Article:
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Navigation District case reaches Texas’ highest court

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Posted: Thursday, February 7, 2019 3:25 pm

A local attorney has recently taken a case to the Texas Supreme Court. Richard Baker represents the Chambers-Liberty Counties Navigation District in a suit over its lease of some 23,000 acres of submerged land to Sustainable Texas Oyster Resource Management LLC (STORM).

The lease was made in 2014 and has sparked a number of lawsuits. Two of them were consolidated and argued before the high court on Jan. 23. Baker’s case is between the navigation district and the state with the state arguing that the terms of navigation district’s lease usurps a bit of state authority. The state issues certificates of location authorizing oystermen to harvest oysters in state waters, but the lease between the district and STORM includes language the state reads as effectively granting STORM certificates of location.

The district argues that is not what the lease does and that STORM must still obtain certificates of location from the state.

Some of the confusion, and perhaps some of the motivation for this and other suits, stems from the fact that the district actually owns the submerged land. That 23,000 acres was granted by the state to the navigation district by patents issued in 1957 and 1967. STORM’s lease gives it exclusive rights to cultivate and harvest oysters on the navigation disctrict’s land, and shortly after the lease was executed STORM sent letters to other oyster companies operating in Galveston Bay notifying them they were not to trespass on STORM’s leasehold.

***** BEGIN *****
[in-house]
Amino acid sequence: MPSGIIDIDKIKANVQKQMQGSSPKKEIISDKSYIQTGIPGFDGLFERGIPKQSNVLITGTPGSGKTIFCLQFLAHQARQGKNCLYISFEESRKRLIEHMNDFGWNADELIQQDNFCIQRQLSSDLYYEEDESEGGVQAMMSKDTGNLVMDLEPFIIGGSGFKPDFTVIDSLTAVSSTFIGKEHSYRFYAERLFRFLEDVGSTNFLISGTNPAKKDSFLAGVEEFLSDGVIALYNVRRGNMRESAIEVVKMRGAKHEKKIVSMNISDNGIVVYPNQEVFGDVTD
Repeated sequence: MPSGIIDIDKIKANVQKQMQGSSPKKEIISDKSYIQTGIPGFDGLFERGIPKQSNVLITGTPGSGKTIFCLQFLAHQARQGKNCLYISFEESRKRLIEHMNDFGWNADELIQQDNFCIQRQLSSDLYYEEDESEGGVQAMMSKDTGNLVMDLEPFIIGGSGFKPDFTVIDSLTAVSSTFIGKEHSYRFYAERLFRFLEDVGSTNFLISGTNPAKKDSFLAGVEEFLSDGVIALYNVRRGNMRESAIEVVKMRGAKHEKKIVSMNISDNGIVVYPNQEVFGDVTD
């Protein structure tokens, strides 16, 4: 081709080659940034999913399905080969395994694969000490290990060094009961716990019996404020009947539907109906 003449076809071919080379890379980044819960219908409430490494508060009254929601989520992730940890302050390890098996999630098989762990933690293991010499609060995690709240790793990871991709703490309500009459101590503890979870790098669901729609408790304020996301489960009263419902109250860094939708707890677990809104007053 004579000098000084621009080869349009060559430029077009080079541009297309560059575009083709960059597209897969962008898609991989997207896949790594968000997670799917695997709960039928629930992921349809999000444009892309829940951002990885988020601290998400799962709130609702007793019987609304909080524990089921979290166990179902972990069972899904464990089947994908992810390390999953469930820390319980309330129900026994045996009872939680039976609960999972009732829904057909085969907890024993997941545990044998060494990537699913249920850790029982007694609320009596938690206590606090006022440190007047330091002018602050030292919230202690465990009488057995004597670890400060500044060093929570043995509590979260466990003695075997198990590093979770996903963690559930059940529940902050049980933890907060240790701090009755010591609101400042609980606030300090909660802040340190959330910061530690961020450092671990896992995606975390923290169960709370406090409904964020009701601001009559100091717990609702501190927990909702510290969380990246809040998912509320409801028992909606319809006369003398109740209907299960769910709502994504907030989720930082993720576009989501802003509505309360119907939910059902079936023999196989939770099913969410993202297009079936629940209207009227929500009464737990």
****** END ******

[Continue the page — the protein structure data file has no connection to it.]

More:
The oral arguments made Jan. 23 before the Supreme Court revolved in part around whether other companies could troll for oysters in the leasehold because the bay remains public waters versus whether those companies could be excluded from the leasehold because the navigation district owns the land. That is, whether the wild oysters there are in the waters or on the land.

The state’s attorneys made much of the fact that landowners to not own the wildlife on their lands. Most wildlife, however, does not stay in place the way oysters do. The owner of a deer lease does not own the living deer that crosses the lease and moves on to his neighbor’s property, but neither does that neighbor have a right to take a deer from the leaseholder’s property.

Comparisons to deer leases took up a good bit of the court’s time as the justices posed questions to the attorneys for both sides.

A video of the oral arguments before the Texas Supreme Court is available for viewing online through the Texas Bar’s website here.

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1 comment:

  • Dennis Warren posted at 10:17 am on Fri, Feb 8, 2019.

    Dennis Warren Posts: 2

    Interesting contract law case. Follow the money to find the answer.